Going on seven decades in the film business, Martin Scorsese is showing no signs of slowing down. As he toils away in the editing room on The Irishman, one of his other longest-gestating projects will see the light, but in a different form. It was announced at the Hulu TCA upfront that he and collaborator Leonardo DiCaprio’s adaptation of the sprawling novel Devil in the White City will no longer take the film form, but will be a series on the streaming platform, according to Variety.
Based on Erik Larson’s book The Devil In The White City: Murder, Magic And Madness At The Fair That Changed America, the dark and twisted events involve the chronicling Dr. HH Holmes, a man who “preyed on anywhere from 27 to 200 people at a time when the city of Chicago was enthralled with hosting the World’s Fair of 1893.” Through the building of The World’s Fair Hotel, Holmes “used charm and guile to lure guests into what became known as a ‘murder castle,'” which featured a gas chamber, crematorium and a dissecting table,” the lattermost of which would be used for the purpose of obtaining and selling skeletons.
It’s not revealed yet if Scorsese will still step behind the camera or DiCaprio will star, but they remain attached as producers. As mentioned, Scorsese will be continuing his relationship with streaming platforms with the highly-anticipated release of The Irishman on Netflix this year. Contrary to rumors, no specific release date or premiere has been set yet, but we do have a few new updates on the crime film, starring Robert DeNiro, Al Pacino, Harvey Keitel, and Joe Pesci.
Anyone expecting a film in the vein of Goodfellas will need to check their expectations, says his longtime editor Thelma Schoonmaker. In an interview with Yahoo Movies UK, the editor indulged that “The Irishman is not Goodfellas. And that’s what they think it’s going to be. It’s not. It is not Goodfellas. It’s completely different. It’s wonderful. They’re going to love it. But please don’t think it’s gonna be Goodfellas, because it isn’t.”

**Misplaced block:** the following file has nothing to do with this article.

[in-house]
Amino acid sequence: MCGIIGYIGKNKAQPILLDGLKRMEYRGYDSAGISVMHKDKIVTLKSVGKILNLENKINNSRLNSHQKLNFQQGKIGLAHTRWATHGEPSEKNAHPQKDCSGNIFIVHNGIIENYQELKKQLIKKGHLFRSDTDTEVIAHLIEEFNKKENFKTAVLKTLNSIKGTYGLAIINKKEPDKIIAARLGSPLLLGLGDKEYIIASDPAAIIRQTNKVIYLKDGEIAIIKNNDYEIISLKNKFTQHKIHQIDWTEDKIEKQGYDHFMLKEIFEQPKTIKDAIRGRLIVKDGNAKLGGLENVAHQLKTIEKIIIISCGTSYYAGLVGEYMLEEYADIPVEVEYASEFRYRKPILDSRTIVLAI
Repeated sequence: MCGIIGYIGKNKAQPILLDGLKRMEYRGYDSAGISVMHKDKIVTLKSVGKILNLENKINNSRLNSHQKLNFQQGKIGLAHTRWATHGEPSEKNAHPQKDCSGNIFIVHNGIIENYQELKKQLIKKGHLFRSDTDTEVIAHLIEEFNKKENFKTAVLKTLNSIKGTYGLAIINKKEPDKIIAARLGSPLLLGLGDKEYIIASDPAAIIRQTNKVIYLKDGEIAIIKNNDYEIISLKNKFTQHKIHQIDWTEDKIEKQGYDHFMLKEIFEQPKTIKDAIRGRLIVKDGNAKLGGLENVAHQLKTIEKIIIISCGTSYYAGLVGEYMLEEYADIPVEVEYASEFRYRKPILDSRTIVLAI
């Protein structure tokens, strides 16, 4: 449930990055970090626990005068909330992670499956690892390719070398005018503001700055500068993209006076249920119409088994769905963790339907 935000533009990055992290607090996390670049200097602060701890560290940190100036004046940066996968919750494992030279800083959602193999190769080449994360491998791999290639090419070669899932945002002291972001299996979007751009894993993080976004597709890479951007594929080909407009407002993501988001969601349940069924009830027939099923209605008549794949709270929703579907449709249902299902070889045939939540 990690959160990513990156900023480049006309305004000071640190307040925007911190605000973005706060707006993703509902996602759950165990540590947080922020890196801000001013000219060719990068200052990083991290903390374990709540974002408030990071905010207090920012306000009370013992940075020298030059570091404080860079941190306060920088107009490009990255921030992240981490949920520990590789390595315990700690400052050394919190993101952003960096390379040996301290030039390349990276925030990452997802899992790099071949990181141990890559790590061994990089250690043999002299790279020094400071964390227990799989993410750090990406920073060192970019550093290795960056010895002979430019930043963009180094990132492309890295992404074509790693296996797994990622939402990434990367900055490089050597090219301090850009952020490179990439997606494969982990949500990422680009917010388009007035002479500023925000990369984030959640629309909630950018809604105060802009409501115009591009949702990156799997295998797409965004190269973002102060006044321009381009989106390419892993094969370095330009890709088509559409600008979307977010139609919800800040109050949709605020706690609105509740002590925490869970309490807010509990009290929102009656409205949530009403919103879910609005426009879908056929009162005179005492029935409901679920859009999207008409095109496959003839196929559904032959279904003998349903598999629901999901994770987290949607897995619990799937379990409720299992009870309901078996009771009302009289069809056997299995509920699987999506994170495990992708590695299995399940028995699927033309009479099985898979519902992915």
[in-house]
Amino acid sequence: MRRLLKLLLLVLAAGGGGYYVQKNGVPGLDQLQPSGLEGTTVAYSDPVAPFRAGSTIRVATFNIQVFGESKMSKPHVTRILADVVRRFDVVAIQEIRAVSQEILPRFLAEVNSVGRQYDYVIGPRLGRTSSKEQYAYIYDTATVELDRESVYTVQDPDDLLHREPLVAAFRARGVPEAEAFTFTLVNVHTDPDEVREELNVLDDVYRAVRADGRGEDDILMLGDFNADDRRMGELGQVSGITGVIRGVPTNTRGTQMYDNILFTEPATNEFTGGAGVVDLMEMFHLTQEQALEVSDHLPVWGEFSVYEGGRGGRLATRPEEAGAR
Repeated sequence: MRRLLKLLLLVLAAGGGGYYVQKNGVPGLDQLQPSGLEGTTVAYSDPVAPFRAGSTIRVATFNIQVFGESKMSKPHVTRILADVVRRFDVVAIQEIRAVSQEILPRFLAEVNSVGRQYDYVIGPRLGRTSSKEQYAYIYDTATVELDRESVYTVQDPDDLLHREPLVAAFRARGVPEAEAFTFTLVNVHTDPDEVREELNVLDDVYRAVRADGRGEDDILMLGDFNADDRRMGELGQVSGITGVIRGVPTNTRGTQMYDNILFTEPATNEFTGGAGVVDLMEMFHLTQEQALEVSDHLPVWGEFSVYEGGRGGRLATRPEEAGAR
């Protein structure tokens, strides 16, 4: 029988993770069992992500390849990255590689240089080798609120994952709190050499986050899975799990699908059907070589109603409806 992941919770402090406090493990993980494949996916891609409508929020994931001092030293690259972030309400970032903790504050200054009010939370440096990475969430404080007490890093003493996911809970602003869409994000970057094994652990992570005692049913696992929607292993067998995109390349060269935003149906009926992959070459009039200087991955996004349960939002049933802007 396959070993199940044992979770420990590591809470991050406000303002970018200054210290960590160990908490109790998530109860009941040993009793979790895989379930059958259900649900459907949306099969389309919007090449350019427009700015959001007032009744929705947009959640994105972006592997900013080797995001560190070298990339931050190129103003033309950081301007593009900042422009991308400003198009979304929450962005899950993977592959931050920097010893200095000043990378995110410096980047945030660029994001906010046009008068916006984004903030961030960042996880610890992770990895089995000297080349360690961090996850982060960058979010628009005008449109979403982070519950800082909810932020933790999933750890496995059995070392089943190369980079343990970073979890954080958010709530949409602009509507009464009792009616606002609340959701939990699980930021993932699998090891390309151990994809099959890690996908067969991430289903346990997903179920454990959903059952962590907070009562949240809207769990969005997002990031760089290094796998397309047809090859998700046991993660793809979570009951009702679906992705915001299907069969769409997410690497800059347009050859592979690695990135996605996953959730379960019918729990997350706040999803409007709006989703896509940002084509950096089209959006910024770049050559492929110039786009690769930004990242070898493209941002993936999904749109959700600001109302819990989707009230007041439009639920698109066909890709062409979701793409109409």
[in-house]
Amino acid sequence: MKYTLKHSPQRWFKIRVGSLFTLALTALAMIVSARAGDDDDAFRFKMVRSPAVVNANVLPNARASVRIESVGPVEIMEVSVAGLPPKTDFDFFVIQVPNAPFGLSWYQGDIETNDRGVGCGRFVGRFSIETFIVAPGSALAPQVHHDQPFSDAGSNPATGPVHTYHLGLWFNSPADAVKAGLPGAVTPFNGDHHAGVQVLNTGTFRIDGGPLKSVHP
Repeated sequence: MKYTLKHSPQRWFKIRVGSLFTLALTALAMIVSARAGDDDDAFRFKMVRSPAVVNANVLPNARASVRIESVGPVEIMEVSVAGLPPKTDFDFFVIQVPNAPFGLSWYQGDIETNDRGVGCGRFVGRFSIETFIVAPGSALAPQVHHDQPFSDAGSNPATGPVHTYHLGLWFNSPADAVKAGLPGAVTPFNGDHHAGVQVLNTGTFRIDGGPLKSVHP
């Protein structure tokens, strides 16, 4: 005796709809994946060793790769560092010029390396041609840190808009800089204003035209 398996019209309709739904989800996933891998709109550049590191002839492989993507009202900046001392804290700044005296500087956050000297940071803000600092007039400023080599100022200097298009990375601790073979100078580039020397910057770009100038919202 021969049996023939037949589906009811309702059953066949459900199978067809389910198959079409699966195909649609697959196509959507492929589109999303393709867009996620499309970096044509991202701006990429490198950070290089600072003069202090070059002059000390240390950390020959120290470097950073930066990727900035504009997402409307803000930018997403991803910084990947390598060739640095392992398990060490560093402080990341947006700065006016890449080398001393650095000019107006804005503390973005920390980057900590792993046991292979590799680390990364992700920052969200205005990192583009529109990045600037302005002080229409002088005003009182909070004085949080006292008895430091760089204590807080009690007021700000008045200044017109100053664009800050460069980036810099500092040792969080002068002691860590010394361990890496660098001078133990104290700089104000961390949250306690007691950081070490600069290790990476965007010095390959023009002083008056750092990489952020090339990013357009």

In a more interesting tidbit, she added, “We’re youthifying the actors in the first half of the movie. And then the second half of the movie they play their own age. So that’s a big risk.” With work being done by ILM, she added, “We’re seeing some of it, but I haven’t gotten a whole scene where they’re young, and what I’m going to have to see, and what Marty’s going to have to see is, ‘How is it affecting the rest of the movie when you see them young?’”
She went on to say, “Very few people have seen it, because we can’t show it to a big audience. But the characters are so strong, it doesn’t matter – it’s really funny. I don’t know what it’s going to be like when we get it all – that’s the risk.” So, it sounds like a Cannes premiere may be out of reach with so much digital work being done on the project, which has a reported price tag of upwards of $200 million. Hopefully we’ll see the film by fall, so stay tuned for updates.